As well as international and national commitment, we need action at the local level too as well as pioneering companies. The municipalities continuously make decisions which concretely reduce or increase emissions, points out Irma Karjalainen, Director, Regional and Environmental Information at HSY Helsinki Region Environmental Services Authority.
"Towns and cities will also have to face up to the effects of climate change: the damage to infrastructure caused by increased heavy rainfall and floods as well as the resulting loss of tax income if companies and inhabitants are subject to longer term effects from storms or floods for example", said Ms Karjalainen.
During the discussion it was emphasised that substantial emissions reduction targets will require major changes in the system of energy generation. Energy saving innovations will also be needed in order to reduce energy consumption.
"Unfortunately, as a country, we are not a showcase here. Finland is about 10–20 years behind of other Nordic countries in climate change mitigation and related businesses", said Pertti Korhonen, Chairman of the Climate Leadership Council and Managing Director of Outotec.
One of the main reasons is the old-fashioned approach to investment decisions: instead of investing responsibly for the future, investments have been too conservative.
"Why aren't buses in the Helsinki region run on one hundred per cent biodiesel when it is available now?" asked Mr Korhonen.
The panel members were unanimously of the view that it was fairly rare that environmental considerations were part of investment decisions. However, it had gradually been recognised that the properties of fossil fuels posed such a large risk that investments were moving away from the sector.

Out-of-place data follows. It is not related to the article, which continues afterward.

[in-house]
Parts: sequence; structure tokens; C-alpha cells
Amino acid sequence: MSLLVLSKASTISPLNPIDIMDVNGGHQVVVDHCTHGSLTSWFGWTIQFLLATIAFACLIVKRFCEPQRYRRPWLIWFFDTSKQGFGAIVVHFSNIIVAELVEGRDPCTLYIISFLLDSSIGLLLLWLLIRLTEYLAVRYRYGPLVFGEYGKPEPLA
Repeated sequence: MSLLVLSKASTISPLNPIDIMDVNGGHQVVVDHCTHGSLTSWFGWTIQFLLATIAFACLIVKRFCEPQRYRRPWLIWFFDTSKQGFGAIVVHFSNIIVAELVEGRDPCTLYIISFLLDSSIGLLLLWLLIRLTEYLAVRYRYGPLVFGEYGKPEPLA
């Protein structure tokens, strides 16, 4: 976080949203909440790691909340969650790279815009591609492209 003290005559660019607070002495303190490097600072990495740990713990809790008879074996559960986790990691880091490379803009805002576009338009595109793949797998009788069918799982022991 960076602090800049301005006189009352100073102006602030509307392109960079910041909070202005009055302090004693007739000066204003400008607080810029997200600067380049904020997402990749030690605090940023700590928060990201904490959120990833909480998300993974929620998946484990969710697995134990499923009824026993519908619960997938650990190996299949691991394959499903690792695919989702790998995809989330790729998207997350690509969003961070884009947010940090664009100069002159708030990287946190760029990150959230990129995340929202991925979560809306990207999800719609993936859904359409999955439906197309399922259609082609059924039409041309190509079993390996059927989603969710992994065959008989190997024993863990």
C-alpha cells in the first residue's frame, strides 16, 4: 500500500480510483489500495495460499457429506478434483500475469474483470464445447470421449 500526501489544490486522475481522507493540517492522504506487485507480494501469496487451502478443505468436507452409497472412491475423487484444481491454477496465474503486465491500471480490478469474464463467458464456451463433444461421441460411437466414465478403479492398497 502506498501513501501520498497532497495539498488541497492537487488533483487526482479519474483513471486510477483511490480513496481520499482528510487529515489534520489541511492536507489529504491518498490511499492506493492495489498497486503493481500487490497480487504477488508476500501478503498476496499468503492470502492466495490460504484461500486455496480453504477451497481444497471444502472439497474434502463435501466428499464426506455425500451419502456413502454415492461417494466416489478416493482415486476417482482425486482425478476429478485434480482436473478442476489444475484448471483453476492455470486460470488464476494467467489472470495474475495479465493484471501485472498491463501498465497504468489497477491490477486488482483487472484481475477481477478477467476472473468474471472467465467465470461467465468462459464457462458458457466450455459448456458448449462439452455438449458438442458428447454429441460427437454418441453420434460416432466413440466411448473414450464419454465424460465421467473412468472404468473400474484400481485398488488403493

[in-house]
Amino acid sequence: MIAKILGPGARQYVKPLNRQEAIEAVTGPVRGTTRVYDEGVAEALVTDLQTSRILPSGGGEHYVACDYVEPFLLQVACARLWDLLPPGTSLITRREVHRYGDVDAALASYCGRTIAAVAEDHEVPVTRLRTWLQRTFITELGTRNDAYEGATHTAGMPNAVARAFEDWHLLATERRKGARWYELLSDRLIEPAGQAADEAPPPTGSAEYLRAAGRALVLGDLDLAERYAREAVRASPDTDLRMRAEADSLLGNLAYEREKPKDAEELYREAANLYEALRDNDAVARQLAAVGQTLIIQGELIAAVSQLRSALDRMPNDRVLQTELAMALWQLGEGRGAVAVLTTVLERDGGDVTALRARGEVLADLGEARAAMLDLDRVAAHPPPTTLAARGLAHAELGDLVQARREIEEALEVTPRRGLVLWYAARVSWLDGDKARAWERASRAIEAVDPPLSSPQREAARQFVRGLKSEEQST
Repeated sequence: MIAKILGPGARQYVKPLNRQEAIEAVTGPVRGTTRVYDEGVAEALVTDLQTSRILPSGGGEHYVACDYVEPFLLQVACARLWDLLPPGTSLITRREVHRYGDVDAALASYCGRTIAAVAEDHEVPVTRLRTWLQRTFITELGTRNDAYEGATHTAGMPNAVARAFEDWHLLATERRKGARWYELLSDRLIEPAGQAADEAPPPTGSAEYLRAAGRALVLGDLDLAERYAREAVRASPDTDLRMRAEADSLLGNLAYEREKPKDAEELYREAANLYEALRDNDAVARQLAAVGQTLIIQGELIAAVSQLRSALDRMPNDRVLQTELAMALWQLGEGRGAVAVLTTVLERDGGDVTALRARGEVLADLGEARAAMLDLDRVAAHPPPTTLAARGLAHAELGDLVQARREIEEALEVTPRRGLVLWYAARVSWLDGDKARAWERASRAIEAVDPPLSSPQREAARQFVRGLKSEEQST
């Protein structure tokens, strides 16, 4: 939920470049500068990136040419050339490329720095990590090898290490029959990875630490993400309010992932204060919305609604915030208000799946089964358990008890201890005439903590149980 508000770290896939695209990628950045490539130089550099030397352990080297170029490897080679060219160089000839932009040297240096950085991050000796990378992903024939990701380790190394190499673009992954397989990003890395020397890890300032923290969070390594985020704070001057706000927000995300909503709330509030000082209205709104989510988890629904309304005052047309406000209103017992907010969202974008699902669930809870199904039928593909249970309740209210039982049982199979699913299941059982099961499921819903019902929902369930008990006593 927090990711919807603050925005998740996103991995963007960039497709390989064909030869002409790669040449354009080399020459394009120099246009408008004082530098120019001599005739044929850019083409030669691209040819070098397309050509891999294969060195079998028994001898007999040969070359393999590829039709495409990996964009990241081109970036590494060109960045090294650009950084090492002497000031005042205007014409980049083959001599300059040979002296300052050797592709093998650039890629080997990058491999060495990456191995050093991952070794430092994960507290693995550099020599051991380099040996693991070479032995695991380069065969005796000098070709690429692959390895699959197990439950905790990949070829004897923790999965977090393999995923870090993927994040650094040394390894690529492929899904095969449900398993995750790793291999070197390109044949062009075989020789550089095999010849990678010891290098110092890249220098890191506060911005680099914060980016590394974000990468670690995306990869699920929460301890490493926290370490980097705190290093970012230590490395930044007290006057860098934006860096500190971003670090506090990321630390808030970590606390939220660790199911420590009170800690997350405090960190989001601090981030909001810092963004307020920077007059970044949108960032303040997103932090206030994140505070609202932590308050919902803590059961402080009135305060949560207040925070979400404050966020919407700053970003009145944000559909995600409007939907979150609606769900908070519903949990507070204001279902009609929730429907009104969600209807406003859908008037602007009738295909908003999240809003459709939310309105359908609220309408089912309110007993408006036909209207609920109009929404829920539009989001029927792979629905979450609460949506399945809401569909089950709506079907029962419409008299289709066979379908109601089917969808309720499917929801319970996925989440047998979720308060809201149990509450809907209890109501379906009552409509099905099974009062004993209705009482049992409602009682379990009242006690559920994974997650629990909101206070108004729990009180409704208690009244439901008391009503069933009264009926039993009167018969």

"The EU has decided to make changes in the Accounting Directive so that from 2017, large quoted companies would have to report on responsibility issues. In practice this will mean reporting on emissions among other things. At the same time, the Sustainability Accounting Standards Board (SASB) is developing measures of intangible factors which would bring some precision into sustainability. This will increase investors' interest", said Susanna Miekk-oja, Wealth Management Director at Danske Bank.
Tuomas Mattila, who as well as being a farmer is also a Senior Research Scientist at the Finnish Environment Institute (SYKE), highlighted some very concrete ways in which agriculture could reduce carbon emissions.
"Agriculture should be considered as a solution for mitigating climate change and not just as a source of emissions. The carbon farming business, as it is known, is already underway around the world. In practice it means binding the maximum amount of carbon in plants through photosynthesis. Results-based environmental support would be a step in the right direction: the more carbon is bound into the earth, the more support is given", said Mr Mattila.
Director General, Petteri Taalas, Finnish Meteorological Institute, +358 (0)29 539 2200
Research Professor, Tim Carter, Finnish Environment Institute (in English), +358 (0)295 251 094
Senior Scientist, Laura Sokka, VTT Technical Research Centre of Finland, +358 (0)20 722 6173
A recording of the event can be seen at: http://wms.magneetto.com/ym/2014_1103_webinar/view
Finnish language infographics on the findings of the report are freely available at: